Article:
Is the music business dying because new forms of music have emerged over time? Nope.
Is it likely that the wrestling business will die because of the current form of wrestling? Seems unlikely, to say the least.
There was a time when guys like Randy Savage, Ricky Steamboat, The Rock ‘n’ Roll Express, and thousands of etceteras were the new-schoolers who were f***ing things up in the heartminds of the generation that came before them.
All that being said, there is of course chunks of golden wisdom to be panned from the creek of creaky old rocking chairs and if you pay attention you will be able to see that some of the best and brightest wrestlers of this generation, even (maybe especially) the ones that get ranted about the most often, have acquired a vast amount of wealth (both figuratively and to some extent literally) by borrowing the best - big picture - attributes of the art that the old f***s miss so dearly.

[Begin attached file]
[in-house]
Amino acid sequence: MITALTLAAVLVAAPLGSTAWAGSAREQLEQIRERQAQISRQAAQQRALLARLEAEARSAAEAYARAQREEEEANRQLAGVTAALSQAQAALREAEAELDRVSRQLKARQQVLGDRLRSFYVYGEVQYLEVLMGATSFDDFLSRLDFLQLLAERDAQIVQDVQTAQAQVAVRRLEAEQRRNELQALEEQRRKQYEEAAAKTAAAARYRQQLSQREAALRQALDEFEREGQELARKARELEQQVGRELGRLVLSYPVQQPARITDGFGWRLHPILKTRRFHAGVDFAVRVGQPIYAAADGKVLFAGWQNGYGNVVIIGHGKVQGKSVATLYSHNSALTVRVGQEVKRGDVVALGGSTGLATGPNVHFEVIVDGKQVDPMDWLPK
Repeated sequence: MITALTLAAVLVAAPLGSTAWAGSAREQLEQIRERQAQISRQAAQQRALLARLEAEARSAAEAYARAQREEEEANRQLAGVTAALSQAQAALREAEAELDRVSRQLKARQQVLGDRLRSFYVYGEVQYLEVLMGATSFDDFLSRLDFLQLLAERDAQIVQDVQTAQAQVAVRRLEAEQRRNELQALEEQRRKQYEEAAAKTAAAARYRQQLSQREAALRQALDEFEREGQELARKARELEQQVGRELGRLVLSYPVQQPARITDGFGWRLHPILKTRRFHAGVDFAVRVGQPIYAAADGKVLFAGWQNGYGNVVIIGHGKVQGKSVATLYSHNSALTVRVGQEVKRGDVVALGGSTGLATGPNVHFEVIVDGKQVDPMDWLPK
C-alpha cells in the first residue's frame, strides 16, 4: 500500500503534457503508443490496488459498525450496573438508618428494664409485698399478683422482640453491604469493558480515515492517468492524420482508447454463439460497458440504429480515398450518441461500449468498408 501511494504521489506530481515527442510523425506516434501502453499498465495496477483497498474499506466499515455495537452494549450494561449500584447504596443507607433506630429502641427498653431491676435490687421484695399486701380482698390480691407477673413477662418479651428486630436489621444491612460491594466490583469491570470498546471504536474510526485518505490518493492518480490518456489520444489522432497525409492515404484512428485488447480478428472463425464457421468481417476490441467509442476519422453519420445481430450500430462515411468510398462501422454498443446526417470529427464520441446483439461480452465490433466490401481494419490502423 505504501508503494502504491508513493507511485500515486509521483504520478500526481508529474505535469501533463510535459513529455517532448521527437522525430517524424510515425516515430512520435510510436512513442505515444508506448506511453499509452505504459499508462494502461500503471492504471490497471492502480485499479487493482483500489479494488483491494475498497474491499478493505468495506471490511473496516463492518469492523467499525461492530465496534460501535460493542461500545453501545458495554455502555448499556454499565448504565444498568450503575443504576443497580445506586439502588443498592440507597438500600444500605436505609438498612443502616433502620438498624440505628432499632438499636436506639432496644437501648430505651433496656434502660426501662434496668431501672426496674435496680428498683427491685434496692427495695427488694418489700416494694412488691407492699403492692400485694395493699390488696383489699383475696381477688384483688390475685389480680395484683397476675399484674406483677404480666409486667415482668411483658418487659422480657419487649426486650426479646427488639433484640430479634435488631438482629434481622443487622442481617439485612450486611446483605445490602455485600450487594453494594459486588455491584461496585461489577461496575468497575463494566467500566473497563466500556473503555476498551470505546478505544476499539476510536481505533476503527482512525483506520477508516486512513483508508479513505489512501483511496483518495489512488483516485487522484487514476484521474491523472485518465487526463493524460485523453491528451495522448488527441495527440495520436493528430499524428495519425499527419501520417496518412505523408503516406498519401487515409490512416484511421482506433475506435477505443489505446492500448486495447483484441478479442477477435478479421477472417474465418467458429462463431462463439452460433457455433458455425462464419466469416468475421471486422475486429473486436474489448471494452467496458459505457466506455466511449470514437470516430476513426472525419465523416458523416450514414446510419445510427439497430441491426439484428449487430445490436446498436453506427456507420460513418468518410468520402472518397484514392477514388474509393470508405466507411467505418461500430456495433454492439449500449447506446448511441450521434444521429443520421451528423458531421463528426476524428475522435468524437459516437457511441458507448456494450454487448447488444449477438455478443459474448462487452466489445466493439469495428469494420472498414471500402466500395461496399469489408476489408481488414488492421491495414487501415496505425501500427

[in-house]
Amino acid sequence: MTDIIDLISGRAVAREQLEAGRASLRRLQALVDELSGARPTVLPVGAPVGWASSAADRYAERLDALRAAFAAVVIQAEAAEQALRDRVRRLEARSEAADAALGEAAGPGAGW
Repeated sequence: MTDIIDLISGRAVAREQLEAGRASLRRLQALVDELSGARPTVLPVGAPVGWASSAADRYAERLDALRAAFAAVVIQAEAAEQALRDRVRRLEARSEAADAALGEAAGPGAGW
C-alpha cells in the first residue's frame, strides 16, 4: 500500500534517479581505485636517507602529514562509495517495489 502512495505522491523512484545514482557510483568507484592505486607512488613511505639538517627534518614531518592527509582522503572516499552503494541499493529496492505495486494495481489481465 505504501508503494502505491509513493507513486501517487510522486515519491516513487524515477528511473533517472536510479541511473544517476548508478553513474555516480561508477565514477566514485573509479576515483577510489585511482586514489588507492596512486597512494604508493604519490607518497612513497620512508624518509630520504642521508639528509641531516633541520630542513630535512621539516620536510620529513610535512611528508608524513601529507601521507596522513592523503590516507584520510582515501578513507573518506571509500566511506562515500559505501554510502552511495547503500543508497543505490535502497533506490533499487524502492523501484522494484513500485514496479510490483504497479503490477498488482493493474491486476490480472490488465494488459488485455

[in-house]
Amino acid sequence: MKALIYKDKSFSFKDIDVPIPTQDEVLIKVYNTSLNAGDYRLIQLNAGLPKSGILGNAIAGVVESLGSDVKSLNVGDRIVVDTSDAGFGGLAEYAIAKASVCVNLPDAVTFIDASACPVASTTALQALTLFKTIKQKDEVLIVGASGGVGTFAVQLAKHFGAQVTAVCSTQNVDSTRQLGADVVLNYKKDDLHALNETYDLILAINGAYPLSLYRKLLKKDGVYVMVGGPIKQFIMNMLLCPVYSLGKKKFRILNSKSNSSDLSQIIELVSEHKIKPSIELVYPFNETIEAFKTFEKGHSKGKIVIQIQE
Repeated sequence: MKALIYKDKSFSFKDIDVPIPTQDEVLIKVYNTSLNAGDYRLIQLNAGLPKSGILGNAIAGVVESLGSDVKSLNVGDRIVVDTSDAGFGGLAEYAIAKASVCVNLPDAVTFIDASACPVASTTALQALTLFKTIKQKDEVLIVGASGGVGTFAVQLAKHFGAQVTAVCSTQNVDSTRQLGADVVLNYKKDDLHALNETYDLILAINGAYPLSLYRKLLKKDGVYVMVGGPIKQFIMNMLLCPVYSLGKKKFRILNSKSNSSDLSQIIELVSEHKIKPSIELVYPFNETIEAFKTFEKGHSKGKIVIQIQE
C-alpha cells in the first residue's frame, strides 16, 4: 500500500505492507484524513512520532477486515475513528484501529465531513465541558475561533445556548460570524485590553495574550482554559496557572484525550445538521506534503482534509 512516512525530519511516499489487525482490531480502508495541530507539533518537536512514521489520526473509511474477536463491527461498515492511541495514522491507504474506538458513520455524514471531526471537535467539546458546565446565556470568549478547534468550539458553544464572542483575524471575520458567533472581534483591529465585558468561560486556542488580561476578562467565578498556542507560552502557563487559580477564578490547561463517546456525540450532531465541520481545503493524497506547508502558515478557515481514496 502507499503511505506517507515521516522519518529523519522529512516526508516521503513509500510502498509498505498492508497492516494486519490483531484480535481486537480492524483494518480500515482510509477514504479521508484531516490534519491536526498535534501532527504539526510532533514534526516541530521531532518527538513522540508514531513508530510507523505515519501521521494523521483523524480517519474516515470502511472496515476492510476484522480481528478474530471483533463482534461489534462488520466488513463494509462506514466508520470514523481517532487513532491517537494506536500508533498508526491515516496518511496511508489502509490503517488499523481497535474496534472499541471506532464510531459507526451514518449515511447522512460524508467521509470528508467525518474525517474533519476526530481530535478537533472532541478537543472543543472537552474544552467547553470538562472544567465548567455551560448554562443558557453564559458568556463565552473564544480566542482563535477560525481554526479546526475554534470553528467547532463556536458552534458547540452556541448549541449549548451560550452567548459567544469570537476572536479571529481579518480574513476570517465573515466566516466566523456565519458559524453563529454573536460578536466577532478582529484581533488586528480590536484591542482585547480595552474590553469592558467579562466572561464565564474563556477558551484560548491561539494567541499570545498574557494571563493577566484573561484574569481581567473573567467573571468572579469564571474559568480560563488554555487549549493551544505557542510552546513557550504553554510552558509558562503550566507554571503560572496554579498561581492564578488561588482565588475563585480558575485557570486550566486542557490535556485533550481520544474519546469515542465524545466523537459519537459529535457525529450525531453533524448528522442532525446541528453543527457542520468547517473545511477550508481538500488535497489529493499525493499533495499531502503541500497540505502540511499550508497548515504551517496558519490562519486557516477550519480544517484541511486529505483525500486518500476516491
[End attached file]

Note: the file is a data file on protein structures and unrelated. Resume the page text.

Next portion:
Which brings us to our second answer.
2.) Of course it’s not: the Age Of Information has made wrestling knowledge - and knowledge in-general - more accessible and has lead to an accelerated learning process that has produced some of the most sophisticated wrestling we, as wrestling fans, have ever seen.
What’s the catch, though, Kincaid? We know you like to flip-flop-struggle against topics like Steve Wright caught in a wristlock.
Well, attentive readers, yes, I do think there might be a small dip in my wrestlefuture optimism, but mostly just because I’m on my way to being an old f***, myself, and one thing that I think that we’re in danger of losing, in the Age Of Information, is Isolated Wrestling Cultures.